This chapter explores perspectivism in the American Pragmatist tradition. On the one hand, the thematization of perspectivism in contemporary epistemology and philosophy of science can benefit from resources in the American Pragmatist philosophical tradition. On the other hand, the Pragmatists have interesting and innovative, pluralistic views that can be illuminated through the lens of perspectivism. I pursue this inquiry primarily through examining relevant sources from the Pragmatist tradition. I will illustrate productive engagements between pragmatism and perspectivism in three areas: in (...)
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  • Rationality, Success, and Luck.Ram Neta - 2022 - Acta Analytica 37 (1):57-71.
    Rationality, whatever exactly it demands of us, promotes success, whatever exactly that is. Some philosophers interpret that slogan as something that can provide them with a way of reductively explaining the demands of rationality by appeal to some independently intelligible notion of success: being rational, they might say, is just having whatever property it is that promotes success. Other philosophers may interpret the same slogan as something that can provide them with a way of reductively explaining the notion of success (...)
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  • Debate: Anger, Fitting Attitudes, and Srinivasan’s Category of “Affective Injustice”.David Plunkett - 2021 - Journal of Political Philosophy 29 (1):117-131.
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  • Individual Valuing of Social Equality in Political and Personal Relationships.Ryan W. Davis & Jessica Preece - 2021 - Review of Philosophy and Psychology 13 (1):177-196.
    Social egalitarianism holds that individuals ought to have equal power over outcomes within relationships. Egalitarian philosophers have argued for this ideal by appealing to features of political society. This way of grounding the social egalitarian principle renders it dependent on empirical facts about political culture. In particular, egalitarians have argued that social equality matters to citizens in political relationships in a way analogous to the value of equality in a marriage. In this paper, we show how egalitarian philosophers are committed (...)
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  • Reliabilism Without Epistemic Consequentialism.Kurt L. Sylvan - 2018 - Philosophy and Phenomenological Research (3):525-555.
    Philosophy and Phenomenological Research, EarlyView.
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  • Demoting Promoting Objections to Epistemic Consequentialism.Daniel J. Singer - 2019 - Philosophical Issues 29 (1):268-280.
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  • Rationality as the Capacity for Understanding.Karl Schafer - 2019 - Noûs 53 (3):639-663.
    In this essay, I develop and defend a virtue-theoretic conception of rationality as a capacity whose function is understanding, as opposed to mere truth or correctness. I focus on two main potential advantages of this view. First, its ability to explain the rationality of forms of explanatory reasoning, and second, its ability to offer a more unified account of theoretical and practical rationality.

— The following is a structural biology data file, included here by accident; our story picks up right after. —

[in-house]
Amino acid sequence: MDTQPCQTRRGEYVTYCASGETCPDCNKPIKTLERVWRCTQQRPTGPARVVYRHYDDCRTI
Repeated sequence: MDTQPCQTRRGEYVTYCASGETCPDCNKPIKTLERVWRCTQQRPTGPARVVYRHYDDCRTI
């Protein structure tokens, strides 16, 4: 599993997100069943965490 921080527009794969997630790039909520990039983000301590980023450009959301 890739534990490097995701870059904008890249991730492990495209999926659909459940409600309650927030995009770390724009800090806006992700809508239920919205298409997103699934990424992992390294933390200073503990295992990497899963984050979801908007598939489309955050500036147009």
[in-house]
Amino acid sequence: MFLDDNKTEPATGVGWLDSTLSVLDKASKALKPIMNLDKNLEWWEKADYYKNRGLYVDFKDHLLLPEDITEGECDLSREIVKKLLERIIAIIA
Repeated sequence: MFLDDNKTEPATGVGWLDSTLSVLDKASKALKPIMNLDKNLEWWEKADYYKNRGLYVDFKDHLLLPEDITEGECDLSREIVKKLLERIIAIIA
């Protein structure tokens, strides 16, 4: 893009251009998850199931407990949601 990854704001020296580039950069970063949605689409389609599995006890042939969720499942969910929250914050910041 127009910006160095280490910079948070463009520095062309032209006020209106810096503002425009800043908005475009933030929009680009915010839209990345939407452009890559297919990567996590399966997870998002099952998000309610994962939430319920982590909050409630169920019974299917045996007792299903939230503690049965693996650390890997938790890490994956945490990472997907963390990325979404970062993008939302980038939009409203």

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  • The Aptness of Anger.Amia Srinivasan - 2018 - Journal of Political Philosophy 26 (2):123-144.
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  • The Rejection of Epistemic Consequentialism.Selim Berker - 2013 - Philosophical Issues 23 (1):363-387.
    A quasi-sequel to "Epistemic Teleology and the Separateness of Propositions." Covers some of the same ground, but also extends the basic argument in an important way.
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  • Non-Measurability, Imprecise Credences, and Imprecise Chances.Yoaav Isaacs, Alan Hájek & John Hawthorne - forthcoming - Mind:fzab031.
    We offer a new motivation for imprecise probabilities. We argue that there are propositions to which precise probability cannot be assigned, but to which imprecise probability can be assigned. In such cases the alternative to imprecise probability is not precise probability, but no probability at all. And an imprecise probability is substantially better than no probability at all. Our argument is based on the mathematical phenomenon of non-measurable sets. Non-measurable propositions cannot receive precise probabilities, but there is a natural way (...)
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  • A Puzzle About Epistemic Value and Steps Towards a Solution.Timothy Perrine - 2021 - Synthese 199 (5-6):12103-12119.
    This paper exposits and makes steps towards solving a puzzle about epistemic value. The puzzle is that several principles about the epistemic value of true beliefs and epistemic disvalue of false beliefs are, individually, plausible but, collectively, contradictory. My solution claims that sometimes false beliefs are epistemically valuable. I nonetheless show how my solution is not in deep tension with the Jamesian idea that true beliefs are epistemically valuable and false beliefs are epistemically disvaluable. I conclude by indicating how the (...)
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  • Seek the Joints! Avoid the Gruesome! Fidelity as an Epistemic Value.Peter Finocchiaro - forthcoming - Episteme:1-17.
    A belief is valuable when it "gets it right". This "getting it right" is often understood solely as a matter of truth. But there is a second sense of "getting it right" worth exploring. According to this second sense, a belief "gets it right" when its concepts accurately match the way the world is objectively organized -- that is, when its concepts are joint-carving, or have fidelity. In this paper, I explore the relationship between fidelity and epistemic value. While many (...)